Pennsylvania has the strongest oversight of gas drilling in the United States. This post will detail by year the actions taken by Pennsylvania to oversee the gas drilling industry that supports this statement. The original Sunday, February 27th story willfully ignored, shunted into "document readers," or otherwise manipulated critical actions and facts to create a fictional, dramatic narrative of lax regulation and lax oversight in Pennsylvania.
Drama served the NYT's commercial purposes that the NYT nakedly revealed by releasing this story on the night of the Academy Awards, when Gasland added spice and interest, and by pairing the February 27th story on its website with material celebrating an anti-drilling celebrity activist.
Of course, a factual, accurate account of oversight in Pennsylvania would have been good journalism, a public service, but perhaps boring. Such an account would have fair criticisms to make as well. But it would have included much of the information that I provide in this piece and could not have had the narrative of lax regulation and oversight to describe the Department of Environmental Protection's regulation of the gas industry.
Instead of good journalism, the NYT went for drama and scandal and created ironically both in the February 27th article itself. The basic method of the piece was to exclude from the main article discussion of the many, many strong oversight actions taken by the Pennsylvania Department of Environmental Protection.
Stated chronologically the following is what the NYT had to ignore, move out of the February 27th article itself, manipulate, or otherwise conceal to write its February 27th story. Here is why Pennsylvania's gas drilling oversight program is the strongest in the nation.
1. 1400 violations issued by DEP to gas industry from January 1, 2008 to June 30, 2010. As the Pennsylvania Association of Land Trusts and many others commented, 1400 violations is a lot. The Land Trusts Association's excellent report on the violations received enormous coverage by Pennsylvania's media (as it should have). The 1400 violations proved that DEP was actively overseeing the industry and enforcing rules. And it raised legitimate concerns about the performance of the gas industry in complying with rules and operating safely.
Despite more than 3,800 words in the Sunday, NYT article, there was no space to print "1400 violations" to the gas industry issued by DEP. It is a jarring number and contradicts powerfully the fictional narrative of lax oversight.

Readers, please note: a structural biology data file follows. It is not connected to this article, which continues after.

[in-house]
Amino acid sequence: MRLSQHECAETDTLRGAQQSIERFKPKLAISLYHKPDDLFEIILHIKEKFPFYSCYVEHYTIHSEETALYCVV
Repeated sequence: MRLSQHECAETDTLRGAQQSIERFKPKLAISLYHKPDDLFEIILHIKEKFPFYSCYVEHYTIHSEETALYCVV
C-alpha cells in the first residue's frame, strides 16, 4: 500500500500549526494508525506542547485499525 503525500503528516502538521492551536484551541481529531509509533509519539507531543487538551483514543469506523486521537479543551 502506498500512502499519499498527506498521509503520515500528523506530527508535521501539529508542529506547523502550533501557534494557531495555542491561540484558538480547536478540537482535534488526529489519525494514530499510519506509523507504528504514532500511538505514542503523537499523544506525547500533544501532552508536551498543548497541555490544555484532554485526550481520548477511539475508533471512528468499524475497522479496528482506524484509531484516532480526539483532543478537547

2. Also not in the NYT report were any mentions of orders to stop drilling for weeks and months to some companies. No mention of orders to some companies to stop fracking for weeks and months. No mention of orders requiring companies to pay to fully clean up spills. No mention of orders to companies to fully pay to clean up leaks. No mentions of orders to plug gas wells at great expense to companies and landowners who lose royalties. No mentions of orders to companies to spend tens of millions of dollars repairing gas wells. No mention of the major investigations of practices conducted by the DEP. There are so many that they literally would fill not one book but many.
Of course other reporters and media have covered heavily these enforcement actions. Some of these enforcement actions have drawn national and even international coverage. The many, tough enforcement, regulatory, and oversight actions taken by DEP are part of the public and media record.
But for this reporter and the February 27th article, they were a problem. What to do? Ignore them because they contradict a fictional narrative of lax regulation and oversight.
3. Pennsylvania adopts Water Plan requirement for drilling. The Water Plan requirement was the first of 4 major regulatory actions to strengthen rules across the board to protect waters and regulate gas drilling.
Following 2 cases where water withdrawals for gas drilling damaged streams, Pennsylvania required in 2008 that every application to drill have a water plan. The water plan must specify the amount of water that will be used and the source of the water. If the water is being withdrawn from a river or stream, the withdrawal is judged against a protective standard for the stream. The stream is assumed to be in drought condition and the withdrawal is approved only if it would not damage a stream in a drought condition. This is early, strong oversight.
The Water Plan requirement of course was completely ignored in the NYT February 27th story as it strongly contradicts the fictional narrative of lax regulation and oversight.
4. Pennsylvania DEP commences emergency rulemaking to raise the fee charged to apply for a Marcellus drilling permit. The fee was also raised for all applications but the non-marcellus fee increase was not put into the emergency rulemaking package. All revenues from the fee increase would be dedicated to hiring additional gas oversight staff. The fees were raised and revenues increased from less than $1 million per year to more than $10 million per year.
The fee increase was ignored in the article because it contradicts the fictional narrative of lax regulation and oversight.